10 Things That Should Actually Be Taxed

060207_taxes_vmed_11a.widec.jpgBy Teague Bohlen

The economy’s tanking, the national debt is soaring to frighteningly new heights, and the givernment has less money for services such as Medicare and education. Obviously, things are going financially to hell, and the only way the U.S. is going to survive is by raising taxes. Before you freak out, we at Topless Robot believe that Americans have a few obnoxious resources that could be used to generate huge piles of money while bettering American culture as a whole! Here are 10 acts and items that could be taxed to everyone’s satisfaction.

1) Use of the Term “Dude”

This was born with Bill & Ted’s Excellent Adventure, and honestly, it should have died there too. After all, Alex Winter’s film career had the courtesy to end with Bill & Ted (save for a recent extended appearance as “King Mole Man” in the cartoon Saul of the Mole Men. Which somehow manages to be more pathetic than ’70s and ’80s TV icon Willie Aames and his long, eventual slide down the Hollywood ladder to his recent roles as “Bible Man”.) Anyway, “dude” has run its course, except as to identify characters in film or literature who remain hopelessly stuck in the grunge era, and who shall remain unaffected by this taxation.

2) Starbucks

Note that this tax is on a sliding scale. Regular coffee will be taxed at the usual flat sales-tax rate. So this new tax will not be on the drink itself, but on the extra adjectives applied to said drink. So that extra-hot, no foam, low-fat, triple shot, half-caf sugar-free vanilla latte will cost you an extra bit of change there, Sally Sue. Also, if you buy anything else from a Starbucks, be it music, an Oprah Book Club selection, a holiday-themed mug, or anything else that cannot be consumed on the property itself, there shall be a 100% additional tax for supporting the manufacturing, marketing, and sales of utterly useless items. (See corollary tax for Pottery Barn.)

3) Bad Television

In the interests of encouraging good television, and discouraging bad TV, there will now be instituted a “Quality Tax” on all future programming. For example, Lost will be free, but if you want to watch American Gladiators or The Bachelor or Wife Swap, you have to pay to compensate for the damage inflicted on our national collective IQ. Revenues so collected will go to support aforementioned “good” television, so that such programming can avoid being made possible by corporations, government grants, the letter Q or the number 6.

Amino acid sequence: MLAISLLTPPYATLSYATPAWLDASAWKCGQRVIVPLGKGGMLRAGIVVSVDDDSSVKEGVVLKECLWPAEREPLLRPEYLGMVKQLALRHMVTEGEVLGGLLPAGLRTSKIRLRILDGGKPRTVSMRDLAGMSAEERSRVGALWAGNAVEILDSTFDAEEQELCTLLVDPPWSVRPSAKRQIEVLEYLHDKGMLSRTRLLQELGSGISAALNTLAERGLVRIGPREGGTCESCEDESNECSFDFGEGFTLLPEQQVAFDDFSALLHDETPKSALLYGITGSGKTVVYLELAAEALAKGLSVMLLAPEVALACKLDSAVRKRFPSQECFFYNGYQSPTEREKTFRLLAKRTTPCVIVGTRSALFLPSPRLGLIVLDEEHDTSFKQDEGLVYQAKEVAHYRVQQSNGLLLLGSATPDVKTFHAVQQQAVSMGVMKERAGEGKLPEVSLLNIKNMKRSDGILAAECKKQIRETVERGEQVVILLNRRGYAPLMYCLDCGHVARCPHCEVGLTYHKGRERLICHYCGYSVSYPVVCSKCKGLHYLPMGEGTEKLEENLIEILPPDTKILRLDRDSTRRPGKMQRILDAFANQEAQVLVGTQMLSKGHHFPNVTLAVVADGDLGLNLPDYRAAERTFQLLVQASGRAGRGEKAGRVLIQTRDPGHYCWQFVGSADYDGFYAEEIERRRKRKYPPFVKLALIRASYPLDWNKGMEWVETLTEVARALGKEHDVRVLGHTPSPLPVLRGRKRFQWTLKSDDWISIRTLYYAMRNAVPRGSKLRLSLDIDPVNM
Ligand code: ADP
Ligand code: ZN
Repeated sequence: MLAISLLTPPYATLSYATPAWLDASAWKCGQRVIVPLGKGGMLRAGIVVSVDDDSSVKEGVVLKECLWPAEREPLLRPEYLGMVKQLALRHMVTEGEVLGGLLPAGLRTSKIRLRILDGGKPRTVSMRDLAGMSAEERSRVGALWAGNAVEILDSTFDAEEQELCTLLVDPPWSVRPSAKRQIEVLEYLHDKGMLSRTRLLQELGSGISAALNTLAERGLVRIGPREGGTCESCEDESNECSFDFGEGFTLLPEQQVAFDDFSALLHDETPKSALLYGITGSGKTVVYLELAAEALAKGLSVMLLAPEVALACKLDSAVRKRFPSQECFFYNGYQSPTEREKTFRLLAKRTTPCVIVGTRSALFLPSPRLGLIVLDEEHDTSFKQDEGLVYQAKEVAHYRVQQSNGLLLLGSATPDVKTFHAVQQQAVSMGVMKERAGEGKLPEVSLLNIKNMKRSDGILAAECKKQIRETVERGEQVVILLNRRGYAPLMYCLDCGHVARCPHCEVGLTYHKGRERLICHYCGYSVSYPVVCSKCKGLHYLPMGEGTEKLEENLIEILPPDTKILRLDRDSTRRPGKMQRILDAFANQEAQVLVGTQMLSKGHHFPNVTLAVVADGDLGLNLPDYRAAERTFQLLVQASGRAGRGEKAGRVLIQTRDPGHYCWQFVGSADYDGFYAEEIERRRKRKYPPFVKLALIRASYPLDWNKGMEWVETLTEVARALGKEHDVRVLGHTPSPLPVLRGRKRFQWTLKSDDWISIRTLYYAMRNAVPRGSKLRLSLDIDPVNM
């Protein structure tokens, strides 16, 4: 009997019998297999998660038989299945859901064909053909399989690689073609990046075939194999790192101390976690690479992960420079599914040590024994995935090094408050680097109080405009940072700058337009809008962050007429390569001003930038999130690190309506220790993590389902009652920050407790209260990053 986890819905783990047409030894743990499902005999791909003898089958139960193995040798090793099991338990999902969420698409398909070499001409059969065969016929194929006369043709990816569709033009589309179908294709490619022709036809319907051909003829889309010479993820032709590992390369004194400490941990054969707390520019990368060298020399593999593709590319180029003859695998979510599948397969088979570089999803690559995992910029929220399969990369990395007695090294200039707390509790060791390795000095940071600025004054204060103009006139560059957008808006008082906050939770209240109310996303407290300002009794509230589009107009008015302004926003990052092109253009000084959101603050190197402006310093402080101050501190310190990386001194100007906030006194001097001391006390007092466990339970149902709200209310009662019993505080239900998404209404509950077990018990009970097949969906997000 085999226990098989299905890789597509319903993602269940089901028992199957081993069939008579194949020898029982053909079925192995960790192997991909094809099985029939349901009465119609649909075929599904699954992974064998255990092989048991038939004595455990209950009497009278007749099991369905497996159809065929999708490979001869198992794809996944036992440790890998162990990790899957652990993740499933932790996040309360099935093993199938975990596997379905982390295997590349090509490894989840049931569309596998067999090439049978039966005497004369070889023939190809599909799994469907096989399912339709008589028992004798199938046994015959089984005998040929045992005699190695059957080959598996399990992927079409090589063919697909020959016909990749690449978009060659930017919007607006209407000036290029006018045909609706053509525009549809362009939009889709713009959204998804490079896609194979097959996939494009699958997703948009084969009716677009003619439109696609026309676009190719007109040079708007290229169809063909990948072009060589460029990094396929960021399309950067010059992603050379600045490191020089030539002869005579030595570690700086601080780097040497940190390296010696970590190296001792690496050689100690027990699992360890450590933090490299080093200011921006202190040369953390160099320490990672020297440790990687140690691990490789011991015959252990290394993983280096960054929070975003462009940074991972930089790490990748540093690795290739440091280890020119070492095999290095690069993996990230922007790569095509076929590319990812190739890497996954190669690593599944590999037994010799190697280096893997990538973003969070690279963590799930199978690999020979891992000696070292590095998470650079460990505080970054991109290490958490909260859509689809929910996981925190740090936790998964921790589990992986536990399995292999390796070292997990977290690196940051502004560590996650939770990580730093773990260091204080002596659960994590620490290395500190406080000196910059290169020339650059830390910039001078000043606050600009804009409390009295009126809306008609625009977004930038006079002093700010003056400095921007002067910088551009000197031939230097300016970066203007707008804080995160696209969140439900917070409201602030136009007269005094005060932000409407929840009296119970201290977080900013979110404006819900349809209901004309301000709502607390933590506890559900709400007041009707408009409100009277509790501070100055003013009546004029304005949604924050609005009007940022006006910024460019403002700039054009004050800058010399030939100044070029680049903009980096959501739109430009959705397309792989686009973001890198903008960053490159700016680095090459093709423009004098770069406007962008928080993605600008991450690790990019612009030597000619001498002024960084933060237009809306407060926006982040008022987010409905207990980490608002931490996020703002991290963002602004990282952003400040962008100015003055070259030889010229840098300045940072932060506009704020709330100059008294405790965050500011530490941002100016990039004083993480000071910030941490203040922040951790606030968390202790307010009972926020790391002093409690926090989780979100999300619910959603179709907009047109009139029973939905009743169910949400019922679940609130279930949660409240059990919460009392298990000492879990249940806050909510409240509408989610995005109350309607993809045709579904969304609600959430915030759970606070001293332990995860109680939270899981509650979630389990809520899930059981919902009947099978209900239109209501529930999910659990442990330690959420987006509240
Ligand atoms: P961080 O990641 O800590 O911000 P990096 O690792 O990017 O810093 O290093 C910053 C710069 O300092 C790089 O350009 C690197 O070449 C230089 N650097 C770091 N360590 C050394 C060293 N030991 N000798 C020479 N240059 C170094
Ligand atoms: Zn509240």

4) Internet Porn

The new tax on pornography, which is estimated to comprise fully one percent of the entire body of information of the internet (and growing rapidly, if you know what I mean, nudge nudge), will be a miniscule amount in terms of a per-file charge?say, .01 cents per half hour of porn-viewing. It is, however, expected to add up quickly, and is projected to pay for the Iraq War in full within a week and a half (or a single week, if it’s a three-day weekend).

5) Bad Driving

With the aging population of the United States, this issue has become more and more important over recent years. This new tax structure, which can be compiled in association with both local DMVs and the AARP, will be designed to address traffic and safety issues. Taxes will be levied for: failing to use a turn signal; failing to turn off their turn signal; driving five or more miles under the posted speed limit; driving hunched over the steering wheel with one’s mouth slightly agape; or owning an older-model Crown Victoria without either modifications for illegal street-racing or a deep sense of shame.

6) Use of Internet Language

You may LOL or even ROTFLMAO, but OMG if you use terms like BTW or GTG or you say IDK about this new tax, and furthermore IDC, then that taxpayer will be SOL. Worse, if a person were to actually use these terms off the internet, the taxes should be tripled, and a beating administered, leaving them financially pwned.

7) Home Shopping Networks

While these may have made some sort of sense in the pre-Internet days, their use at this point in technology can only be for those people who are either still as-yet unaware of how internet shopping works, or who are such shopping addicts that they shop online with television shopping networks playing in the background, so as to shop at two places simultaneously. Either way, the IRS firmly believes that both these groups need to be taxed out of existence.

8) Donald Trump

Because we can, and he can afford it. And maybe, if he’s busy enough filling out all the tax forms he’ll need to complete just to exist, he’ll be too busy for future seasons of The Apprentice.

9) Cell Phone ringtones

Phones that do anything other than ring (which include but are not limited to: playing “My Humps,” sounding like Darth Vader’s wheezing, or vaguely resemble a famous movie star or cartoon character yelling “Hey, your phone’s ringing!”) will be taxed to the fullest extent possible.

10) Insipid Lists Passing for Feature Articles

In the early days of magazines, before the content-hungry machine that is the internet, the likes of E.B. White, George Orwell, and Jack London provided the articles and essays that entertained readers and illuminated philosophy and thought worldwide. In order to increase revenue from the internet and to encourage the right sort of content for America’s growing appetite, all “humorous” lists both online and in print shall be taxed, in terms creation, publication, and perusal. This may initially cause many magazines and most internet sites to cease publication immediately, but the sheer number of these list “articles” presently existing online and in print should be able to bring in tax dollars for a very, very long time.